Flinders’ fossil hunter earns Bragging rights

Distinguished palaeontologist, Professor John Long, has received an Honorary Bragg Membership to The Royal Institution of Australia for his significant contribution to science and science communication.

Named after the prominent Australian pioneer scientists, Sir William Henry Bragg and Sir William Lawrence Bragg, Honorary Bragg Membership is the highest category of membership awarded by The Royal Institution of Australia and recognises excellence in scientific achievement.

Professor Long made headlines around the world when he and his team discovered the fossilised remains of a placoderm, a 380-million-year-old armour-plated fish, which contained a perfectly preserved embryo and umbilical cord.

The discovery proved that ancient fish gave birth to live young, as was in fact evidence of the oldest live birth on Earth.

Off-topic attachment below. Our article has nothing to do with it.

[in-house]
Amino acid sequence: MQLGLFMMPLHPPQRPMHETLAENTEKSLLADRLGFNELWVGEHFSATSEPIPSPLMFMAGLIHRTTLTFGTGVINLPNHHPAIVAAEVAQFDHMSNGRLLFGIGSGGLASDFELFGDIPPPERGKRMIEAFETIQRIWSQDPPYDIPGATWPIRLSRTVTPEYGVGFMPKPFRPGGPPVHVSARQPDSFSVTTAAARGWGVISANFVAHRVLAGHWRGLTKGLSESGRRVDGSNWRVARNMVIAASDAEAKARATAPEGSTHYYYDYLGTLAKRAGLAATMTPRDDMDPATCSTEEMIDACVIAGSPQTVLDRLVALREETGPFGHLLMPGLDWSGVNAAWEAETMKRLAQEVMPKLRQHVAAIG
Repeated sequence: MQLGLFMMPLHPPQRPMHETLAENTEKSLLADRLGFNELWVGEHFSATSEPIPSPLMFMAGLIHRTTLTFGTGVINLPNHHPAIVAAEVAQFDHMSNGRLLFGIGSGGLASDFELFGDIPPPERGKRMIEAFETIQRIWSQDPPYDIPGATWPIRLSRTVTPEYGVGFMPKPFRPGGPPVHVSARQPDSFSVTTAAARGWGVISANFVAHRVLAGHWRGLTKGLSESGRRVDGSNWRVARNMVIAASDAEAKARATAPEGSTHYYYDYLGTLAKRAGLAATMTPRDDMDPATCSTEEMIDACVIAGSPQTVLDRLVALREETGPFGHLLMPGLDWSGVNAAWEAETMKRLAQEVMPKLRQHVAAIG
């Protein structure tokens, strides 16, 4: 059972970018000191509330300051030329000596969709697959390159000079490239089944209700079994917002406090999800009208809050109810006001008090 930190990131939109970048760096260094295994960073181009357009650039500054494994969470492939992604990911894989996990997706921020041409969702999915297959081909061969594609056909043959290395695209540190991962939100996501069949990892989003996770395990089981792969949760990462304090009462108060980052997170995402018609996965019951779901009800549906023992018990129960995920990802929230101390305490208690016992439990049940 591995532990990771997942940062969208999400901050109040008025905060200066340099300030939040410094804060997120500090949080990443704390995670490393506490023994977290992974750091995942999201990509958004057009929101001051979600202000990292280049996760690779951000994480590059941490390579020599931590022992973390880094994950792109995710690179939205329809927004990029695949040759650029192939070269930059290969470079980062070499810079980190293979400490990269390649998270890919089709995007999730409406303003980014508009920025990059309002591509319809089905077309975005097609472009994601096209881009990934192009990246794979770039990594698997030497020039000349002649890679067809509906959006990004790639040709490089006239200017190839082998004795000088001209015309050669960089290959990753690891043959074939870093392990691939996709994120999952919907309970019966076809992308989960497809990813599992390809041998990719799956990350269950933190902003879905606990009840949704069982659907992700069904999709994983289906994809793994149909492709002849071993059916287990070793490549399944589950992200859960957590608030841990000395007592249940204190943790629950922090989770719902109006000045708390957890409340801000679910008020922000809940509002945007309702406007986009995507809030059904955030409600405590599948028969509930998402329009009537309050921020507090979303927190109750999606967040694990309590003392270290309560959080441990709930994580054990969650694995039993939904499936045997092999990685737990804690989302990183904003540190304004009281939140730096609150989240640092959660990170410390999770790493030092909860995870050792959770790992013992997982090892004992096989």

Professor Long has been Strategic Professor of Palaeontology in Biological Sciences at Flinders University for the past five years.

His research continues to focus on the early evolution of vertebrates and for the past 30 years he has devoted himself to unearthing Devonian fish fossils in the Gogo region of Western Australia, the discovery of which has led to new knowledge about the origins of complex sexual reproduction in vertebrates.

Professor Long is a past winner of the Eureka Prize for the Promotion of Science, the Riversleigh Society Medal for promoting the understanding of Australian prehistory, and the Australasian Science Prize.

Read more about Professor John Long.


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